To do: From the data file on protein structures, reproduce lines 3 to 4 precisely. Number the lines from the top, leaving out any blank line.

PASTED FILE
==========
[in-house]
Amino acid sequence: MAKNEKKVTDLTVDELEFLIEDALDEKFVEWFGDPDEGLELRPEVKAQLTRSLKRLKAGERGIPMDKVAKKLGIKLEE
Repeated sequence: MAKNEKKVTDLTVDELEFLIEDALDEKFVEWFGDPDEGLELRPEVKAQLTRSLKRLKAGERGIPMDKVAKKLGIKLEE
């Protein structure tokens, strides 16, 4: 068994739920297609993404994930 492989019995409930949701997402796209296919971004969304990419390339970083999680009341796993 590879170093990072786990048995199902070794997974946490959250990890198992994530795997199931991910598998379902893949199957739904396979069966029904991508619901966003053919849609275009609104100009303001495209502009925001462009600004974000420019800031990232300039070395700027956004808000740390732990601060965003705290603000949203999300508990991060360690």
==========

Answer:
Repeated sequence: MAKNEKKVTDLTVDELEFLIEDALDEKFVEWFGDPDEGLELRPEVKAQLTRSLKRLKAGERGIPMDKVAKKLGIKLEE
């Protein structure tokens, strides 16, 4: 068994739920297609993404994930 492989019995409930949701997402796209296919971004969304990419390339970083999680009341796993 590879170093990072786990048995199902070794997974946490959250990890198992994530795997199931991910598998379902893949199957739904396979069966029904991508619901966003053919849609275009609104100009303001495209502009925001462009600004974000420019800031990232300039070395700027956004808000740390732990601060965003705290603000949203999300508990991060360690």